Were the school closures legal during the pandemic? The European Court of Human Rights apparently has some questions for the federal government.
According to a media report, the European Court of Human Rights (ECtHR) has asked the federal government to comment on the school closures during the corona pandemic. As the “Welt am Sonntag” reported, the Federal Ministry of Justice confirmed the receipt of a catalog of questions from the court on the so-called federal emergency brake.
The federal emergency brake came into force at the end of April 2021 and expired at the end of June of the same year. It provided for restrictions on public life if the new corona infections in a district exceeded certain values. This included school closures.
According to the report, the European Court of Human Rights set a deadline of April 12 for the German government’s response. Among other things, he demanded an answer to the question of whether the child’s well-being was actually the central criterion for the renewed school closures. The judges also wanted to know to what extent the effects of previous school closures during the pandemic period had been taken into account in the decision-making process.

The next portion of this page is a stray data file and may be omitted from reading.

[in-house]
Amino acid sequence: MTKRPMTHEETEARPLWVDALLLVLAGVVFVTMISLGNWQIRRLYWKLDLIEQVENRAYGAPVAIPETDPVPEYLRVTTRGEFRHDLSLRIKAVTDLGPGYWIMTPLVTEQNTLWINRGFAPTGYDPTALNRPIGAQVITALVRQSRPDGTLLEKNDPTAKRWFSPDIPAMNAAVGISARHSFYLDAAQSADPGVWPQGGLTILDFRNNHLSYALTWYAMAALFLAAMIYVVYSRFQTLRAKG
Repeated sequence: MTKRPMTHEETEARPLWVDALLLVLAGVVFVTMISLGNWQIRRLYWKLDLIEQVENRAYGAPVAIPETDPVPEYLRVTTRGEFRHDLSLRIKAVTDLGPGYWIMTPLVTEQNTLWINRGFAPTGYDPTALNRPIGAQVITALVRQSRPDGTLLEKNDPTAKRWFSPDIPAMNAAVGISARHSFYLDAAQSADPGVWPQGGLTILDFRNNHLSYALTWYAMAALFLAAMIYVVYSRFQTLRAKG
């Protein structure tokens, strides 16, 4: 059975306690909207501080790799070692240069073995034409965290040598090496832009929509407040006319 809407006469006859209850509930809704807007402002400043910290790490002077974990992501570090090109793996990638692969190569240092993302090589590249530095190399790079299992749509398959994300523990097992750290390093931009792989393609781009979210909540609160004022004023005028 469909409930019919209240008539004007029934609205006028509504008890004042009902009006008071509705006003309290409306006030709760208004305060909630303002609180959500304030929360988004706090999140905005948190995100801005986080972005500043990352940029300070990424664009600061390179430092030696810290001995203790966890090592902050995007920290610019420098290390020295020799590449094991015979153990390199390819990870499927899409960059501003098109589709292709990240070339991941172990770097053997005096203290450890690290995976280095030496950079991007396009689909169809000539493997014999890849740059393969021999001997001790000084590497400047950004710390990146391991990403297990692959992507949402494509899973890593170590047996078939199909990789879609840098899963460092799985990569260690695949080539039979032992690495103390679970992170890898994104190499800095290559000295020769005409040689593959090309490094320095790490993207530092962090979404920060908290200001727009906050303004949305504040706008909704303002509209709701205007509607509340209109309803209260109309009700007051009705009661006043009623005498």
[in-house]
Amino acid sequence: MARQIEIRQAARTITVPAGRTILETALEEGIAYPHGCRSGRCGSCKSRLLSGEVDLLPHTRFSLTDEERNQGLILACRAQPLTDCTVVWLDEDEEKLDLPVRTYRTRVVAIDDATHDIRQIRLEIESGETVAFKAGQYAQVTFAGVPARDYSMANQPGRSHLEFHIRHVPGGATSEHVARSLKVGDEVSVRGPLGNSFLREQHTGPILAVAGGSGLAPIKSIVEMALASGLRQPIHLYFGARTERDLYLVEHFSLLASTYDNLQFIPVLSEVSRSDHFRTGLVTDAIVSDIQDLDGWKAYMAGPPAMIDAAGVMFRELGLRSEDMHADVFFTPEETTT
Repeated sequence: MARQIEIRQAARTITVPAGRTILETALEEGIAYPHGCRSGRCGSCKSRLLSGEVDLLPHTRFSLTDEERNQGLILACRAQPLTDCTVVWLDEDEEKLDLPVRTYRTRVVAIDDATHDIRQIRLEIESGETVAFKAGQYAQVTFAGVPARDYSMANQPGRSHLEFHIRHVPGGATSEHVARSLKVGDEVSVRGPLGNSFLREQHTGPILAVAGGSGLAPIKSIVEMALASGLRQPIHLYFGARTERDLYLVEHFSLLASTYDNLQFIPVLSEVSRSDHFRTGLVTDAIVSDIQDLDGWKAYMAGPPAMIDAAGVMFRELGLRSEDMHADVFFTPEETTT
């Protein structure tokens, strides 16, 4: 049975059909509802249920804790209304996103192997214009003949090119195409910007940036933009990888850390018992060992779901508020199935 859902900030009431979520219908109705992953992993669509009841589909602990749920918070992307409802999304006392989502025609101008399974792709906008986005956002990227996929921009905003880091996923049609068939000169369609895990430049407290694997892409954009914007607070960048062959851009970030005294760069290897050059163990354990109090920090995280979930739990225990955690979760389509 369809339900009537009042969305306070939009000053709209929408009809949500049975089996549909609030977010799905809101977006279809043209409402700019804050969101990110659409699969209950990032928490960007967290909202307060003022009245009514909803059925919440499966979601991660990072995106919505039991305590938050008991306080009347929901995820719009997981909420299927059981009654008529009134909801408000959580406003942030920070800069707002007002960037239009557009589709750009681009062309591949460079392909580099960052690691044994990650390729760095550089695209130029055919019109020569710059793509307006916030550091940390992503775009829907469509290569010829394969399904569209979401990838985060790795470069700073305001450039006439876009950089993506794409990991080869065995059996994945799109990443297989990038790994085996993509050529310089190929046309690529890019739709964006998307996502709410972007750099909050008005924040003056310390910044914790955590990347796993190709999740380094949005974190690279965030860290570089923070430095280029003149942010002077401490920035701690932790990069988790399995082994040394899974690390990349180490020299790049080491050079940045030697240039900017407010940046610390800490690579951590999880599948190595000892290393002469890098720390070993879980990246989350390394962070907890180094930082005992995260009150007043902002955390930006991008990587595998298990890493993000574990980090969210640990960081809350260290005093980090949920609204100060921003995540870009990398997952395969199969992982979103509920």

The Constitutional Court dismissed the complaint
In addition, the ECtHR asked the government to provide information on the “availability, scope and duration of alternative educational opportunities” at the time, such as hybrid learning opportunities, online classes and emergency in-school care.
In May 2022, the lawyers Axel Koch and Bernhard Ludwig filed a complaint against the Federal Republic of Germany with the ECtHR. The Federal Constitutional Court had previously dismissed her complaint about the school closures. As long as the state can rely on scientific expertise that has not been clearly refuted, the judges ruled, the school closures to protect risk groups were justifiable.
German authorities and courts must implement the case law of the ECtHR. The fact that the court sent out a list of questions indicates that the judges are taking the case seriously, the newspaper wrote. Only around two percent of the complaints against Germany that are received by the ECtHR each year are sent to the federal government with a request for comments.